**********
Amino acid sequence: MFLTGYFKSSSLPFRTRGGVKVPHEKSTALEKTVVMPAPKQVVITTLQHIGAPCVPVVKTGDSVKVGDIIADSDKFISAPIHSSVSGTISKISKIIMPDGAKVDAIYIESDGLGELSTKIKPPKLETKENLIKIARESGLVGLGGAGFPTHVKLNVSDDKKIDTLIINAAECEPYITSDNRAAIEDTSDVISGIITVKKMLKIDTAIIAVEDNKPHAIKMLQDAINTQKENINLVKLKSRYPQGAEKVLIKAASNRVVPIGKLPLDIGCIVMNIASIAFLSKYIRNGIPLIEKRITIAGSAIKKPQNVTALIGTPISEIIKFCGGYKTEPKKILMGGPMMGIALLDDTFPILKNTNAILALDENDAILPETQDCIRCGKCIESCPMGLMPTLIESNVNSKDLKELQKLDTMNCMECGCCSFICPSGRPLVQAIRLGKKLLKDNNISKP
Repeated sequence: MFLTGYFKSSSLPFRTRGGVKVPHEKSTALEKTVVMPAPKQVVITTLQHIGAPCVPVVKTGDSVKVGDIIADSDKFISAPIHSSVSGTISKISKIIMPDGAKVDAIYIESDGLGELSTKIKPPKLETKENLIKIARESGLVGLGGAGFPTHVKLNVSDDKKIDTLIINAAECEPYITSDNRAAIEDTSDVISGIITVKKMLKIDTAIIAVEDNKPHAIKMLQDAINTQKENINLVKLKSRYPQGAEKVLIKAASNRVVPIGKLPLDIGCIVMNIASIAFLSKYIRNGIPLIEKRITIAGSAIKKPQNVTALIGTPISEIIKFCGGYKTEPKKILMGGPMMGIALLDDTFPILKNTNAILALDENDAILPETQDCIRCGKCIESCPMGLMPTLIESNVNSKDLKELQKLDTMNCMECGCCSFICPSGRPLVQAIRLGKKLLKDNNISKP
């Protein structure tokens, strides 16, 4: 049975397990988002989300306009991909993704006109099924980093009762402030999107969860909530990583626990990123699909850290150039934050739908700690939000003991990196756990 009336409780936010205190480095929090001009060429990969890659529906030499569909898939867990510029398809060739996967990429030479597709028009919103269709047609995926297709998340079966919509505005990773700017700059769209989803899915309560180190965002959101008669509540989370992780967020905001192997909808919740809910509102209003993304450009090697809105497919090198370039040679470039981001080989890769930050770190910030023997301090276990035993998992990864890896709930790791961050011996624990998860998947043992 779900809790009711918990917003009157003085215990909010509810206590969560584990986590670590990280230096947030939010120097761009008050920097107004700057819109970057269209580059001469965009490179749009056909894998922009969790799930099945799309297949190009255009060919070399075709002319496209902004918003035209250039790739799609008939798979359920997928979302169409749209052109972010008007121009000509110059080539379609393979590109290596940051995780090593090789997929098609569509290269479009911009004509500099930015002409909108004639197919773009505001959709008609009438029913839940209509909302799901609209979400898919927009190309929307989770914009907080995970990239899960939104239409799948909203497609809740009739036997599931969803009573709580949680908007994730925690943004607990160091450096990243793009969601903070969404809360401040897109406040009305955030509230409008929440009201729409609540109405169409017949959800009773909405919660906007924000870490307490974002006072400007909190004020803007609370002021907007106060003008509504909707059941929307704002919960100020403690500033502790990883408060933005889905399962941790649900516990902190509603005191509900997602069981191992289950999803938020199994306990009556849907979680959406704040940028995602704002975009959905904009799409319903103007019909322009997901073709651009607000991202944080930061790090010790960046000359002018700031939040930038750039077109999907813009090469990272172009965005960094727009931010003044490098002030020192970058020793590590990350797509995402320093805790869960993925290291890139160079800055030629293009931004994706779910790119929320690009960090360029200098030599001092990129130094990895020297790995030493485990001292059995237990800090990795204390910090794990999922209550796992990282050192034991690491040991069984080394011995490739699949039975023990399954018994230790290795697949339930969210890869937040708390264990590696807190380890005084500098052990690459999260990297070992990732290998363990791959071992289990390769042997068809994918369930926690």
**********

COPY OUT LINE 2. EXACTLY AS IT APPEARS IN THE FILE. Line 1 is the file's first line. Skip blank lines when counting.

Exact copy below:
Repeated sequence: MFLTGYFKSSSLPFRTRGGVKVPHEKSTALEKTVVMPAPKQVVITTLQHIGAPCVPVVKTGDSVKVGDIIADSDKFISAPIHSSVSGTISKISKIIMPDGAKVDAIYIESDGLGELSTKIKPPKLETKENLIKIARESGLVGLGGAGFPTHVKLNVSDDKKIDTLIINAAECEPYITSDNRAAIEDTSDVISGIITVKKMLKIDTAIIAVEDNKPHAIKMLQDAINTQKENINLVKLKSRYPQGAEKVLIKAASNRVVPIGKLPLDIGCIVMNIASIAFLSKYIRNGIPLIEKRITIAGSAIKKPQNVTALIGTPISEIIKFCGGYKTEPKKILMGGPMMGIALLDDTFPILKNTNAILALDENDAILPETQDCIRCGKCIESCPMGLMPTLIESNVNSKDLKELQKLDTMNCMECGCCSFICPSGRPLVQAIRLGKKLLKDNNISKP